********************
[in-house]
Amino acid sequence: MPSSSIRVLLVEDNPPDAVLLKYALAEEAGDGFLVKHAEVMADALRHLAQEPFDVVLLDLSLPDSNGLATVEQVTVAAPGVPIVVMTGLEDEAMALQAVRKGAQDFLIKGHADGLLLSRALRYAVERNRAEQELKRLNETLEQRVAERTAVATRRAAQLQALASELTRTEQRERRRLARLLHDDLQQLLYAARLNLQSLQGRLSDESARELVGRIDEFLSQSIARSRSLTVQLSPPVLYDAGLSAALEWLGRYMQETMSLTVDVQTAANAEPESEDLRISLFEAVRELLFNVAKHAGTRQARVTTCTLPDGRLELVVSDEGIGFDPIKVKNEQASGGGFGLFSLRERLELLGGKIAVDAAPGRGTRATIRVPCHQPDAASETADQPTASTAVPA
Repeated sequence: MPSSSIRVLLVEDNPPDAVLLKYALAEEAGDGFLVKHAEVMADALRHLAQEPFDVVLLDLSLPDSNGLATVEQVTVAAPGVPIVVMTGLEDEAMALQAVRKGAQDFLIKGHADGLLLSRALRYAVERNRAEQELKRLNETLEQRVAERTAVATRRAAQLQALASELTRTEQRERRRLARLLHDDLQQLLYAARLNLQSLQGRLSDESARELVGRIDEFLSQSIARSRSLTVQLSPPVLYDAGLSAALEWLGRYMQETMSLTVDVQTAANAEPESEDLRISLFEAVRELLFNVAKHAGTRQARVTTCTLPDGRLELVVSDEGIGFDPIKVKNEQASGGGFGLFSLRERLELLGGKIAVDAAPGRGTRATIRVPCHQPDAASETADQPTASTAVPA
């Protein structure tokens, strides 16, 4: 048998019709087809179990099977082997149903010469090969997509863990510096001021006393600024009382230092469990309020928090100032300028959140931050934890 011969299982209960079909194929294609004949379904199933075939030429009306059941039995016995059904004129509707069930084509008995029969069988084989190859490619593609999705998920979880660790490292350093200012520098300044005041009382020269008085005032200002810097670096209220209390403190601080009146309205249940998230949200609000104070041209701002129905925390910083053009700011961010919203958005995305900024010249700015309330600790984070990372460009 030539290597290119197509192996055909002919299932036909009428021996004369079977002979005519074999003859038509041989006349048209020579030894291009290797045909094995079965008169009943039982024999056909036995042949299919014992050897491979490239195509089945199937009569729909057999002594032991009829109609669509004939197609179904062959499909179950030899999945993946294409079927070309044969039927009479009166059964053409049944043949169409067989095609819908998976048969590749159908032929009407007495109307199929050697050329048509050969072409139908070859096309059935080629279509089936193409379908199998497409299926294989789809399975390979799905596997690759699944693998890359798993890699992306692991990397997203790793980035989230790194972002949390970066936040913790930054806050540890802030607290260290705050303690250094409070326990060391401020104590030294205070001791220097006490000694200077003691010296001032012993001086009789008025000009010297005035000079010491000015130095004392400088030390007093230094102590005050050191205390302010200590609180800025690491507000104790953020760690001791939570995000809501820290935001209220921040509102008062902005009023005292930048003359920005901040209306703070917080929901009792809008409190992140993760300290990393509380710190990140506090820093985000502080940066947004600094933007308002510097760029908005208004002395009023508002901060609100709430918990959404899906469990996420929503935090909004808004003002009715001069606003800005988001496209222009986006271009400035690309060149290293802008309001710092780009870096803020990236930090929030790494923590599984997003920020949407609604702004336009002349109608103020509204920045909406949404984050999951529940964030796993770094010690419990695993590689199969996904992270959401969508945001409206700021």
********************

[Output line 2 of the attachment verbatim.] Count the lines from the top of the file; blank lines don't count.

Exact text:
Amino acid sequence: MPSSSIRVLLVEDNPPDAVLLKYALAEEAGDGFLVKHAEVMADALRHLAQEPFDVVLLDLSLPDSNGLATVEQVTVAAPGVPIVVMTGLEDEAMALQAVRKGAQDFLIKGHADGLLLSRALRYAVERNRAEQELKRLNETLEQRVAERTAVATRRAAQLQALASELTRTEQRERRRLARLLHDDLQQLLYAARLNLQSLQGRLSDESARELVGRIDEFLSQSIARSRSLTVQLSPPVLYDAGLSAALEWLGRYMQETMSLTVDVQTAANAEPESEDLRISLFEAVRELLFNVAKHAGTRQARVTTCTLPDGRLELVVSDEGIGFDPIKVKNEQASGGGFGLFSLRERLELLGGKIAVDAAPGRGTRATIRVPCHQPDAASETADQPTASTAVPA